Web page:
City’s bid for Kaká isn’t the first transfer deal to cause a furore. There was a similar public outcry in 1905 when Alf Common joined Middlesbrough from Sunderland for £1,000, the first four-figure transfer deal. Hunter Davies documented the public reaction in his book Boots, Ball and Haircuts: ‘Football purists were aghast, saying it was the end of football as they had known it. Money was ruining the game, players had become mercenaries with no loyalties, a new form of white slave trade had now been introduced, where will it end – will we soon have £2,000 transfers or even, perish the thought, will there one of these days be a £10,000 transfer fee?’ One sports writer described the transfer as ‘flesh and blood for sale’. The collective handwringing over the bid for Kaká is uncannily reminiscent of the scandalised reaction to Alf Common’s transfer. Plus ça change!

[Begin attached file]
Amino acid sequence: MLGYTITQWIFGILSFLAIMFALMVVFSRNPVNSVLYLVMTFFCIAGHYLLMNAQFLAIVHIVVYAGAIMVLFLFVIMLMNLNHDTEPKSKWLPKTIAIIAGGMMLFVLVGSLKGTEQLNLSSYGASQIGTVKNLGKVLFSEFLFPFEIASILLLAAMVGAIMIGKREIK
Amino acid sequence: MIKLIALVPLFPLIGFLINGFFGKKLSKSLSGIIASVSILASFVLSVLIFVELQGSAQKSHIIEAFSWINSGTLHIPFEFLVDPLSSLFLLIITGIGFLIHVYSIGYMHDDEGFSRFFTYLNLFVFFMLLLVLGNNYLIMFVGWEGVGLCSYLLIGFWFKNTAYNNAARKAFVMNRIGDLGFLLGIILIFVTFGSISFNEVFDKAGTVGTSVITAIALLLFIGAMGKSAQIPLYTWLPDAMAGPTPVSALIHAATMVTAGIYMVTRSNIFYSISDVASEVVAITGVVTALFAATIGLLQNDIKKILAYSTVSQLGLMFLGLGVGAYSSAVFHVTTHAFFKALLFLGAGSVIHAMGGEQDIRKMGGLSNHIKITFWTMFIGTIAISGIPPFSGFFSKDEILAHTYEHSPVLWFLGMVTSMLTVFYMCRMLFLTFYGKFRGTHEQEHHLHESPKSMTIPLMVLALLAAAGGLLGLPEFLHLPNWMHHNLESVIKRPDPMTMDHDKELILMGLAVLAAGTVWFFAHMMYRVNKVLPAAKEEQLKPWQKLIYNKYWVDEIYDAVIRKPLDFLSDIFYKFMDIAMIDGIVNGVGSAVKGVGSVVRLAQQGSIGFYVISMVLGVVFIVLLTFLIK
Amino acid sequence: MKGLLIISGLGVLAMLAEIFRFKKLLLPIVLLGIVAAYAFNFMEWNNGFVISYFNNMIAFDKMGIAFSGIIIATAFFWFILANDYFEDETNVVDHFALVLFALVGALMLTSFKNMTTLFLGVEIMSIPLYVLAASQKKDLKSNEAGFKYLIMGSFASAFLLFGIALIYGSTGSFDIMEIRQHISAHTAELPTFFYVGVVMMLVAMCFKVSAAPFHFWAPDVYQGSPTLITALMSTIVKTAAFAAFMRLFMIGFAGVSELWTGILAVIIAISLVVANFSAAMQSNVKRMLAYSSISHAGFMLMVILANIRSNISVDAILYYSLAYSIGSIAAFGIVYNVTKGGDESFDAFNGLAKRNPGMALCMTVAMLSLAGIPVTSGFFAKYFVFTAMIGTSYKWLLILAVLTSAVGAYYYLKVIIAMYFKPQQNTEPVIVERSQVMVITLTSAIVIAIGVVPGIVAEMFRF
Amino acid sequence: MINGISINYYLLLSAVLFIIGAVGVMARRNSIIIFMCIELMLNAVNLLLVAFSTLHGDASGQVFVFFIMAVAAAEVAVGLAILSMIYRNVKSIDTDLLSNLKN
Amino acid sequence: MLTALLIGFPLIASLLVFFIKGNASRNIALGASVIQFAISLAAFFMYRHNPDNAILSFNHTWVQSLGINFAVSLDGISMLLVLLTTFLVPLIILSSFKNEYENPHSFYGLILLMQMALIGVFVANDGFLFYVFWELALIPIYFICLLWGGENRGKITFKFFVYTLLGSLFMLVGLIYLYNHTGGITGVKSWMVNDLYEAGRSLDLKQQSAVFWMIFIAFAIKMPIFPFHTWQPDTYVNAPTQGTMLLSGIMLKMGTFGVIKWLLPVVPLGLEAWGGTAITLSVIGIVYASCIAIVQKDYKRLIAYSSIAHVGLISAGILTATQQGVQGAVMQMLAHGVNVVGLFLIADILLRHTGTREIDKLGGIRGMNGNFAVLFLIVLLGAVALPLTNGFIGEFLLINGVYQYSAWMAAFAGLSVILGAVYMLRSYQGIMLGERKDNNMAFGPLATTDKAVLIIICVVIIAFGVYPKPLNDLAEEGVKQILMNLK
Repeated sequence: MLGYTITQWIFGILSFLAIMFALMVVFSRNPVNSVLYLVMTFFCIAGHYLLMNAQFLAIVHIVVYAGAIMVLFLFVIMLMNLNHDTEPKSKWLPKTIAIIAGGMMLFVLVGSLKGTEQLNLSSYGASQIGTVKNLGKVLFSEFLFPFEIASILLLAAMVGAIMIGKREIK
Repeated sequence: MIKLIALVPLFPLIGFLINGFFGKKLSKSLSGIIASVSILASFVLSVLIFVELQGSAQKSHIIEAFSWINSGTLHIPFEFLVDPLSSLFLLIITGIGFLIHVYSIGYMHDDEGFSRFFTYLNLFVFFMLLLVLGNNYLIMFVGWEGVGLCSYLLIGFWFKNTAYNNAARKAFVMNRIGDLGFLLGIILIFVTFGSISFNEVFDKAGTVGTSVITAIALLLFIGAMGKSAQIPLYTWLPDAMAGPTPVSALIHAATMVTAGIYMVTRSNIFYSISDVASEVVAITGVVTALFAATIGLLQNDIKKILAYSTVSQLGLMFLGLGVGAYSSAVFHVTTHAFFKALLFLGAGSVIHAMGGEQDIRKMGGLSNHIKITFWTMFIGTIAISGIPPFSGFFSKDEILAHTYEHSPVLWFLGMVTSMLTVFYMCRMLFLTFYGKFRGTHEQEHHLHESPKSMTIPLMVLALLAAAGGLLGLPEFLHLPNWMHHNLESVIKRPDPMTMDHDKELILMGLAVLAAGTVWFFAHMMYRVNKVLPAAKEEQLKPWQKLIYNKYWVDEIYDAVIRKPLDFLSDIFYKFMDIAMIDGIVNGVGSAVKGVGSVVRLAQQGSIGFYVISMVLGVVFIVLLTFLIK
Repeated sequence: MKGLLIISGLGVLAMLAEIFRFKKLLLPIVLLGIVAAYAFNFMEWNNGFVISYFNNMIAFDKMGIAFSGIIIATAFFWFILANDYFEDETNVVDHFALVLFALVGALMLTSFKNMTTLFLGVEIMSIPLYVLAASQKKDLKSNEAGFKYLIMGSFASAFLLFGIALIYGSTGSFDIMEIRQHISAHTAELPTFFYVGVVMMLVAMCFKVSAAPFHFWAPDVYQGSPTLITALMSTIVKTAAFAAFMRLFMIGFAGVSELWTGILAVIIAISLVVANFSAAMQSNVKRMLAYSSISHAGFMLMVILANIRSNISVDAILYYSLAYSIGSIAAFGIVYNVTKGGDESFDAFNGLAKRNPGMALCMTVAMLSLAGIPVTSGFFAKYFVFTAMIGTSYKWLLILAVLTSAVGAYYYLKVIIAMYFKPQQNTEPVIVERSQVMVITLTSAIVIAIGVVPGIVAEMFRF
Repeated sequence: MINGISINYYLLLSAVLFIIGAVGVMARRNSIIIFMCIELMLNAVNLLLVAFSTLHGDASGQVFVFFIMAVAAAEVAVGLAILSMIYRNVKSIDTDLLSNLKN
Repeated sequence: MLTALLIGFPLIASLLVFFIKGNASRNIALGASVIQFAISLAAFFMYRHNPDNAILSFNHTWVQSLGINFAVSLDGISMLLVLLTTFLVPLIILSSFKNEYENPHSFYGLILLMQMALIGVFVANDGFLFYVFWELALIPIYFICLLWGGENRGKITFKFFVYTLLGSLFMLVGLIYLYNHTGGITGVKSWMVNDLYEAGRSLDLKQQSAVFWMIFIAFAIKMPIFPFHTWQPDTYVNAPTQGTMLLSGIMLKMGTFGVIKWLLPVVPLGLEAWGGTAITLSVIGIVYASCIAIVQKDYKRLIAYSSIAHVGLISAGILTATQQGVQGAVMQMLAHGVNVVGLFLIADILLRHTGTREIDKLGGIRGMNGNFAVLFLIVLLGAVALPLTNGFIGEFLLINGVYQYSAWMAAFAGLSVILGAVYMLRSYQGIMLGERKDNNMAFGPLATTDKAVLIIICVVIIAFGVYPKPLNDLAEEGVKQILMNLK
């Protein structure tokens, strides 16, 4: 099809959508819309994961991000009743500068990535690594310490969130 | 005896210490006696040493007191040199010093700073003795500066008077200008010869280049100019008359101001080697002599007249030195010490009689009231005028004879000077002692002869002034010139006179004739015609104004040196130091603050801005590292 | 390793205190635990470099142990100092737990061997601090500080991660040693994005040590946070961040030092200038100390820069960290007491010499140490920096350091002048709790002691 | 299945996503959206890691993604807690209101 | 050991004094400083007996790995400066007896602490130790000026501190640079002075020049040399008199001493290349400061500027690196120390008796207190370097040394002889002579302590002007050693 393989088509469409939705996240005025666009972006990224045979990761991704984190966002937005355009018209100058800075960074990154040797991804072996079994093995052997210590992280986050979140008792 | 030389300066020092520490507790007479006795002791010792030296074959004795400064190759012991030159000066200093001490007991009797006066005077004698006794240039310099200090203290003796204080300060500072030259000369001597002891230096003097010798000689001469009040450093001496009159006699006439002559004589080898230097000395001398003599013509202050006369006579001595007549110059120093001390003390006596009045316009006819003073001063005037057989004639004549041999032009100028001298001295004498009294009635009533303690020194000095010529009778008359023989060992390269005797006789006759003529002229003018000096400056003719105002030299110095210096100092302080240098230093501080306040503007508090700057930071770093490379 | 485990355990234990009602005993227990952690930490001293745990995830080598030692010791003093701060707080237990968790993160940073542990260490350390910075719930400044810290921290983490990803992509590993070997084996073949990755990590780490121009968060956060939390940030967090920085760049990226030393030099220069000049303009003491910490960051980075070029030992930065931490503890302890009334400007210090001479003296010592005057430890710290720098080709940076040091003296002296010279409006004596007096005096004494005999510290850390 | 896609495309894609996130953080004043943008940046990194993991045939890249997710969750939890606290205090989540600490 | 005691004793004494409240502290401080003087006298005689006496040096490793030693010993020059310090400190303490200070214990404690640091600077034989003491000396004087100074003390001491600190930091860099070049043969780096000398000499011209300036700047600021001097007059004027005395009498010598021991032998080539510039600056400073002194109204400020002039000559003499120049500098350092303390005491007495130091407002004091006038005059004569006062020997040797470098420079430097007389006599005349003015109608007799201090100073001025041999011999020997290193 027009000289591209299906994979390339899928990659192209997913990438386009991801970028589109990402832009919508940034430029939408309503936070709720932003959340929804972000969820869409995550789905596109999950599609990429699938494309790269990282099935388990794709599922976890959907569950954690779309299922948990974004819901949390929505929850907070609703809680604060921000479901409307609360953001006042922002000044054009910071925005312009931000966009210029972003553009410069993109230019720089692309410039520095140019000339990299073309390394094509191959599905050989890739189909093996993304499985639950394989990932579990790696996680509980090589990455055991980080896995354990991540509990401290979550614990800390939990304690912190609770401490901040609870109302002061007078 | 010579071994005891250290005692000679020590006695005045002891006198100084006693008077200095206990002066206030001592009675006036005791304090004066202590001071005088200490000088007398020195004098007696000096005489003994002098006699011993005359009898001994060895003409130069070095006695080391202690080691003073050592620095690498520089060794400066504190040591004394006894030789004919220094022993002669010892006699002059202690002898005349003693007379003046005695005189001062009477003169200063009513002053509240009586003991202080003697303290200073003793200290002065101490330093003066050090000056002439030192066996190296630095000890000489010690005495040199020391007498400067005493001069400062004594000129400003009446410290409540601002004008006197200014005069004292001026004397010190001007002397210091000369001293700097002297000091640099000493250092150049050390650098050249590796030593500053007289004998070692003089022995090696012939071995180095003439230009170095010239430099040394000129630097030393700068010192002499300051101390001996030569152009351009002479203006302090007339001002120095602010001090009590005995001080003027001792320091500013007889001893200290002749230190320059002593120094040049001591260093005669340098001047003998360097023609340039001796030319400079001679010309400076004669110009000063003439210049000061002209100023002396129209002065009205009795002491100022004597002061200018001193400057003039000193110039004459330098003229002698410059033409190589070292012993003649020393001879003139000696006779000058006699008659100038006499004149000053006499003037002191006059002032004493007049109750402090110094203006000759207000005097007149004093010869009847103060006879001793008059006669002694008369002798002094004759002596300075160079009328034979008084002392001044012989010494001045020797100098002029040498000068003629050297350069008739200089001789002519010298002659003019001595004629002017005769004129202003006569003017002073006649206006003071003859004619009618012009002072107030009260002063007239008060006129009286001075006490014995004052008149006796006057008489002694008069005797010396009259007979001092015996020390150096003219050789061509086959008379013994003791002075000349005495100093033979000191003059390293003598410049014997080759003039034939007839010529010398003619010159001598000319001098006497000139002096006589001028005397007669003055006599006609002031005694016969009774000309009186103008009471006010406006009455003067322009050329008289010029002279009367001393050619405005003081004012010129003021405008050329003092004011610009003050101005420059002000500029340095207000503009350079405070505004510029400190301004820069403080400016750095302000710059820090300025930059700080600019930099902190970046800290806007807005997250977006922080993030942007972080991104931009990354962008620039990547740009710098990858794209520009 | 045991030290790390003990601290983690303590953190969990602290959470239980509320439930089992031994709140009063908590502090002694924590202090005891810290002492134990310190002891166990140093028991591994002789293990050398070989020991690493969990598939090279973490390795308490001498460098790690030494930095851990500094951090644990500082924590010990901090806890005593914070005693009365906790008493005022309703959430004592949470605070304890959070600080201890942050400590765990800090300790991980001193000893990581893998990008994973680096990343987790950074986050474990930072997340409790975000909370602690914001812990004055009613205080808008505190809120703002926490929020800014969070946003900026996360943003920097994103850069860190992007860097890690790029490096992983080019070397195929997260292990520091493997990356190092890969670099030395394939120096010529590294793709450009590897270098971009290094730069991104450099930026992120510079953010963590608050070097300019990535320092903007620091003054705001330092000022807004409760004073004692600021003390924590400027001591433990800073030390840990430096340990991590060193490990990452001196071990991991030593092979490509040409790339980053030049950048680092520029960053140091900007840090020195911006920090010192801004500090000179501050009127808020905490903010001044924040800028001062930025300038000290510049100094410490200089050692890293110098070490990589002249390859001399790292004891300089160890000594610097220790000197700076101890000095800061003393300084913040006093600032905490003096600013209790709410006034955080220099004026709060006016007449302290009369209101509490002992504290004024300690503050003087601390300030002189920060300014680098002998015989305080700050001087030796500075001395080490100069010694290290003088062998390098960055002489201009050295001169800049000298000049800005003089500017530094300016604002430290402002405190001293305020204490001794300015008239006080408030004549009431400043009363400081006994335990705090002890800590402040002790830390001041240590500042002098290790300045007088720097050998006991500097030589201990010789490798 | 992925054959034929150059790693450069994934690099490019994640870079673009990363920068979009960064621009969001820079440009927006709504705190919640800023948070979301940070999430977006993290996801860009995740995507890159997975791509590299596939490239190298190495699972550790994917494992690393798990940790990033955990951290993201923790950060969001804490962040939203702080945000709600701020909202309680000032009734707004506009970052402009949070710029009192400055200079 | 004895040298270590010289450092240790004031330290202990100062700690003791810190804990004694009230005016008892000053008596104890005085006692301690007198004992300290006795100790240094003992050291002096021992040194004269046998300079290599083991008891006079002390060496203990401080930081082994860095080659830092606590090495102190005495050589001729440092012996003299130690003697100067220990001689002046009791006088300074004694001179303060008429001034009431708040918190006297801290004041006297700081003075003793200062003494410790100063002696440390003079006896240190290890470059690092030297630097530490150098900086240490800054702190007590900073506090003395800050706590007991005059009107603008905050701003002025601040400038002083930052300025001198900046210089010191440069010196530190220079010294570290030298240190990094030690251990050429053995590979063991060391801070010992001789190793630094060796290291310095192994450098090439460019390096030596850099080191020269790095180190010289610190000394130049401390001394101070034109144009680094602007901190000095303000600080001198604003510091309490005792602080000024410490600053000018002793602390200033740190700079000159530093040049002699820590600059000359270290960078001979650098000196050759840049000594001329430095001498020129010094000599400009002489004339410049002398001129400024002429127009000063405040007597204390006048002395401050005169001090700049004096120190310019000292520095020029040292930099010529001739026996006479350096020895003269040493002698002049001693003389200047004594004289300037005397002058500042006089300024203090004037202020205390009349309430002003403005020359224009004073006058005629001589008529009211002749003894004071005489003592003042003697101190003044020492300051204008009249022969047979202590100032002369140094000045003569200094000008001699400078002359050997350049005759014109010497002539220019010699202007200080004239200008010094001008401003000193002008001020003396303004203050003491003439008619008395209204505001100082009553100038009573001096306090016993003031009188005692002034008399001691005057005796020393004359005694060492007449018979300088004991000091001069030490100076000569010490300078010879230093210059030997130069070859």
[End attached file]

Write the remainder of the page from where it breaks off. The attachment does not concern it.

Yes, £100million is, without a doubt, a breathtaking sum of money to spend on one player. But if City owner Sheikh Mansour has that sort of cash at his disposal, then what’s the problem? He isn’t borrowing the money as Malcolm Glazer did to fund the takeover of Manchester United. This guy has seriously deep pockets.
Amidst all the moralising and doom-mongering, the only sensible contribution to the debate was made by Oasis star and City fan Noel Gallagher. ‘Bring it on, I say. Fuck morals’, he wrote on his blog. ‘Fuck Arsene Wenger and his socialist football nonsense. Fuck all that bollocks about the club losing its identity. What identity? The fact that we’ve been skint for 30 years?’
The Kaká deal might not have been a good piece of business for City. It might not have been the right career move for Kaká. It might not have transformed City’s fortunes on the pitch. We can argue the toss about these issues all night. But Noel Gallagher is right; let’s leave morals out of it.
Duleep Allirajah is spiked’s sports columnist.
(1) House of Commons Hansard, 19 January 2009, column 475
(2) Obscenity is for bad jokes: this is just football, Guardian, 19 January 2009
(3) Here’s the god, the mad… and the ugly, Daily Mail, 17 January 2009
(4) Credit crunch suffering means Kaka transfer fee is just immoral, Daily Mirror, 17 January 2009
(5) Nouveau riche City prove you can’t buy class, Evening Standard, 21 January 2009
(6) Premier League clubs £500m transfer spending beats the credit crunch, Deloitte press release, 3 September 2008